Reason with me


She covered this well known song as an extra track on a CD single. It could be the Streets of Dublin… or Belfast… but in the song they are…


Streets Of London (from Fire On Babylon single)


In Rememberings Sinead writes about her Theology album -


Around the year 2000 I went to college for a brief period to study theology. The books of the prophets were where my passion lay. 

Theology is the only album of mine I’m taking to the coffin. I love it. I took virtually all the lyrics from Scripture. The way I worked was that I laid down on the floor huge pieces of paper and I wrote down all the lines that I loved that were in the Scriptures and decided to put them them together and not change them but make them rhyme where I could. And there are some beautiful songs already written by God in Scriptures.


Steve - The Theology record - From Rememberings


Out Of The Depths  (from Theology)


Caroline introduced In This Heart as a favourite of hers and for her written for God… I agree…


In This Heart - (from Faith and Courage)


I Don't Know How to Love Him is a song the rock opera Jesus Christ Superstar. Webber and Rice have Mary Magdalene bearing an unrequited love for Jesus.  

In Rememberings, Sinead says that though she always loved the song that the record company made her do it… maybe so that we would hear Shannon sing it tonight… 

You can see what the record company saw… heard… Sinead, a little like a Mary Magdalene… a probable outcast of the synagogue… but good friend of the holy Messiah


I Don’t Know How To Love Him (from Theology) 


We are born with different circumstances. Sinead O’Connor had many obstacles to negotiate in the race of life. 

As she did she engaged with God, Catholic, Biblical, as a Priest. Rastafarian and latterly Muslim…

Our wee countries evangelicalism would add another theological obstacle before Sinead…

BUT Sinead’s faith in God, its purity of desire, it’s purity of living and its purity of thought are in the end between her and God…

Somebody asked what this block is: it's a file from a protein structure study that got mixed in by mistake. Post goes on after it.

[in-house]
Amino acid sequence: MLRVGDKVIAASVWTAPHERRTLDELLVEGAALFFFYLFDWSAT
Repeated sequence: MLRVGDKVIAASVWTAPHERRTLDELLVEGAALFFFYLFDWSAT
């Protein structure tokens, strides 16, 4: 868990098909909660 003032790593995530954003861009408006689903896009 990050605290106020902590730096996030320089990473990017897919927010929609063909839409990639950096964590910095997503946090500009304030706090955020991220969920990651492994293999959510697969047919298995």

Her prayer to God as a child was pretty much lived out

Or her confessional in The Lamb’s Book Of Life from her record Faith and Courage…

"I know that I have done many things
To give you reason not to listen to me
Especially as I have been so angry
But if you knew me maybe you would understand me
Words can’t express how sorry I am
If I ever caused pain to anybody
I just hope that you can show compassion
And love me enough to just plain listen

As Caroline sang earlier on I Believe In You - 

I believe in you even through the tears and the laughter,

I believe in you even though we be apart

I believe in you even on the morning after

Oh, when the dawn is nearing

Oh, when the night is disappearing

Oh, this feeling is still here in my heart


Please God may our last song be Sinead’s experience…


Your Troubles Will Be Over (from God Don’t Never Change - The Songs of Blind Willie Johnson)


Performed by - Laura Campbell, Claire Nicholl, Caroline Orr, Shannon Moore, Norman McKinley, John Trinder, George Sproule, Matthew Fitch, Peter Greer, Laurence Andrews, Ryan Kee and Danny Moore



Josh Ritter is something. The day after this gig he was turning 47 and I’ve been following him along since he was 25 and supported The Frames in The Limelight.

Tonight was special. It is beginning to be the case in the new Mandela Hall. The pristine sound allows a different intimacy. I felt that I really got to know Josh Ritter.

When he sings I realised that everything he utters whether near spoken verses to big choruses is full of melodies and the catchiest thereof.

Then the songs. He is of course a novelist too but his story songs have characters, place and twists and turns like few other. Henrietta Indiana! 

There are near apocalyptic visions. Wings.